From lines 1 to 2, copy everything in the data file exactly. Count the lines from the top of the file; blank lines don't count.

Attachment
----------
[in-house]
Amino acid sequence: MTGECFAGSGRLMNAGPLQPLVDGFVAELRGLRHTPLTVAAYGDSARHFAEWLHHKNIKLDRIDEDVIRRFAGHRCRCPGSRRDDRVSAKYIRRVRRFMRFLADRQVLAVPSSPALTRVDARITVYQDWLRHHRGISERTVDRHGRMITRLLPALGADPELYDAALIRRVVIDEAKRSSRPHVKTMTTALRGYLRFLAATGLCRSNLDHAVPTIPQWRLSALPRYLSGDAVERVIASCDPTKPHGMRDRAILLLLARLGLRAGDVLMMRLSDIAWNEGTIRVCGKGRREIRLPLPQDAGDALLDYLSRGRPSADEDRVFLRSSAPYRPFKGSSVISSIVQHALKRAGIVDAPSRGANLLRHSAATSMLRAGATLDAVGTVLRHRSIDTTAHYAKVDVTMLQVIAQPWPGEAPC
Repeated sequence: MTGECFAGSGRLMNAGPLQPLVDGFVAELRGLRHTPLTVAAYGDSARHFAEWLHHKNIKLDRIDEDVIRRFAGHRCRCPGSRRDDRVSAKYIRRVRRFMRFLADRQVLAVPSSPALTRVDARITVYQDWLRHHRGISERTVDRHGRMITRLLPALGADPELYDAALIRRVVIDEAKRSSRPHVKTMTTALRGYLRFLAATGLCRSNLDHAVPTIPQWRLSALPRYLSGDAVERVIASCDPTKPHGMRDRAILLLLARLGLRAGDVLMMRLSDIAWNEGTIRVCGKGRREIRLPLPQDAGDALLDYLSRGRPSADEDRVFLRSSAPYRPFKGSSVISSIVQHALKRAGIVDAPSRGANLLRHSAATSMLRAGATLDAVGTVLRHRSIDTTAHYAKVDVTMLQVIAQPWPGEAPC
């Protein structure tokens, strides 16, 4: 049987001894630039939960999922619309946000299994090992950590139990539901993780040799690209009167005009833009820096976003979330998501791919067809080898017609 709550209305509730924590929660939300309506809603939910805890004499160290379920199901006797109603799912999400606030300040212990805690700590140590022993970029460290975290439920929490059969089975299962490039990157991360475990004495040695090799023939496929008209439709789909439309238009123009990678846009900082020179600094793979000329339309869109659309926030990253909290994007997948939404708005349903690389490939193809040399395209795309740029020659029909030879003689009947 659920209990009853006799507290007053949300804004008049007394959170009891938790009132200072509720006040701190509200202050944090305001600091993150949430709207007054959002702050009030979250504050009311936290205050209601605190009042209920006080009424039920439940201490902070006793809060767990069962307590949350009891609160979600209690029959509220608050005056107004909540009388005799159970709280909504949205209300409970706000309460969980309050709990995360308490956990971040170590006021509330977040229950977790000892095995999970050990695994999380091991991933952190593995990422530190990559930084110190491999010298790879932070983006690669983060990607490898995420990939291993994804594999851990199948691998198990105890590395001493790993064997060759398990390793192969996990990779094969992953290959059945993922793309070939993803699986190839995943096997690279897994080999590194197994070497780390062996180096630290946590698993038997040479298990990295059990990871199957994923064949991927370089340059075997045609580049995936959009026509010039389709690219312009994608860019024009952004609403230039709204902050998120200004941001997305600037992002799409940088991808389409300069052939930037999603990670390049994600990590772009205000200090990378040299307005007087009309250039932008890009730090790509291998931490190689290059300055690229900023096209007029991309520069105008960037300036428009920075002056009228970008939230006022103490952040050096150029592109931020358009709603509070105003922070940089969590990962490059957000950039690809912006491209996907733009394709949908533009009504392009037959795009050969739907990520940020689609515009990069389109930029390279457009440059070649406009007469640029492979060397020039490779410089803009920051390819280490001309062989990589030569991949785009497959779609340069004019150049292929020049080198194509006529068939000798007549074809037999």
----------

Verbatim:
[in-house]
Amino acid sequence: MTGECFAGSGRLMNAGPLQPLVDGFVAELRGLRHTPLTVAAYGDSARHFAEWLHHKNIKLDRIDEDVIRRFAGHRCRCPGSRRDDRVSAKYIRRVRRFMRFLADRQVLAVPSSPALTRVDARITVYQDWLRHHRGISERTVDRHGRMITRLLPALGADPELYDAALIRRVVIDEAKRSSRPHVKTMTTALRGYLRFLAATGLCRSNLDHAVPTIPQWRLSALPRYLSGDAVERVIASCDPTKPHGMRDRAILLLLARLGLRAGDVLMMRLSDIAWNEGTIRVCGKGRREIRLPLPQDAGDALLDYLSRGRPSADEDRVFLRSSAPYRPFKGSSVISSIVQHALKRAGIVDAPSRGANLLRHSAATSMLRAGATLDAVGTVLRHRSIDTTAHYAKVDVTMLQVIAQPWPGEAPC